President Trump will meet with Ambassador to Israel David Friedman in Washington to discuss the Temple Mount crisis. The meeting is scheduled for late Monday morning, Haaretz reported. ‘As part of a long-planned trip, Ambassador David Friedman is in D.C. this week. In addition to a variety of meetings, he will be meeting with the president, Jared Kushner and Jason Greenblatt tomorrow to discuss the events that transpired in the region over the past two weeks where tensions have recently lowered,’ an unnamed White House official told Haaretz.”
Israeli soldiers raided the offices of PalMedia, a Palestinian media production company, in the West Bank city of Ramallah early Saturday morning. The forces seized equipment and documents from at least one of the offices, on suspicion of “incitement to terrorism,” according to the Israel Defense Forces.
Israeli Prime Minister publicly defended his decision to remove metal detectors and other security measures from the Temple Mount, calling it a difficult choice, but one made with a broad view. Netanyahu also announced at the beginning of Sunday’s regular Cabinet meeting that he has authorized the reinforcement of security forces on the Temple Mount and throughout the Old City of Jerusalem, as well as instructed Israel Police and the Cabinet to approve a $28 million budget for the development and acquisition of technology in order to create new security solutions for the site.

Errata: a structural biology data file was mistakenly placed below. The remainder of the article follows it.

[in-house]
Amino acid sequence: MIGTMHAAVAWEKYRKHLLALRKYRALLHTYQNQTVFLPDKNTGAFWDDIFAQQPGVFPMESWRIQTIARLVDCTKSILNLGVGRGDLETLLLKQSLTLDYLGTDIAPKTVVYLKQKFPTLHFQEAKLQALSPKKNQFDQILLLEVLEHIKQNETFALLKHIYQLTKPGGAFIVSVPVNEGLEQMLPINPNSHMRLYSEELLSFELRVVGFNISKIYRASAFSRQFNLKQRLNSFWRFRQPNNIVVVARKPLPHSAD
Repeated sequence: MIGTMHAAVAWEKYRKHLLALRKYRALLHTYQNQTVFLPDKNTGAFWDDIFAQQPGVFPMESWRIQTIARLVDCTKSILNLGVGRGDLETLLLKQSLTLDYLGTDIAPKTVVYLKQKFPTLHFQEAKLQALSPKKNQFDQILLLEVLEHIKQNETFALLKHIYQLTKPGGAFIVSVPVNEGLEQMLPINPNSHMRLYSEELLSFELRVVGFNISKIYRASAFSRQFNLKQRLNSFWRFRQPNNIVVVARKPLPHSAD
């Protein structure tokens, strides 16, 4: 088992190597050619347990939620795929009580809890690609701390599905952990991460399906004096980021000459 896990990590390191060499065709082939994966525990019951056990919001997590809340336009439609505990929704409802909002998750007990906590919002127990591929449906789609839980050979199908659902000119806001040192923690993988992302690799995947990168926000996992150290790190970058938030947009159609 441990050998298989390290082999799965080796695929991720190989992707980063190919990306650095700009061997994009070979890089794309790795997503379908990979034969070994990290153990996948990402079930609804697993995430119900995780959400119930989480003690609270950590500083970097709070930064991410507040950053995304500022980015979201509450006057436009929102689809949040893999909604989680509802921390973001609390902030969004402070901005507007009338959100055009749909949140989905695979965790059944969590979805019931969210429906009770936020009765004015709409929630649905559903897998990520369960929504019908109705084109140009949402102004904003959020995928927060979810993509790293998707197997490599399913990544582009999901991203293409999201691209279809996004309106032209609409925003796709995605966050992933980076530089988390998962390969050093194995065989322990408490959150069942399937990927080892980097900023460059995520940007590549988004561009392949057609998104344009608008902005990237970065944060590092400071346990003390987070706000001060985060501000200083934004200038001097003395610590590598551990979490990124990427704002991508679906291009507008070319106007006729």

The President of the Supreme Islamic Council in Jerusalem, Sheikh Ikrima Sabri, urged caution on Monday over reports alleging that Israeli forces had caused major damages inside the Al-Aqsa Mosque compound over recent days. Speaking to Ma’an on Monday morning, Sabri emphasized that the technical committee of the Islamic endowment (Waqf) tasked with examining the premises after the compound was occupied by Israeli forces was the only authority entitled to make statements about any damages or losses incurred since, urging media outlets to exercise caution when publishing new on Al-Aqsa.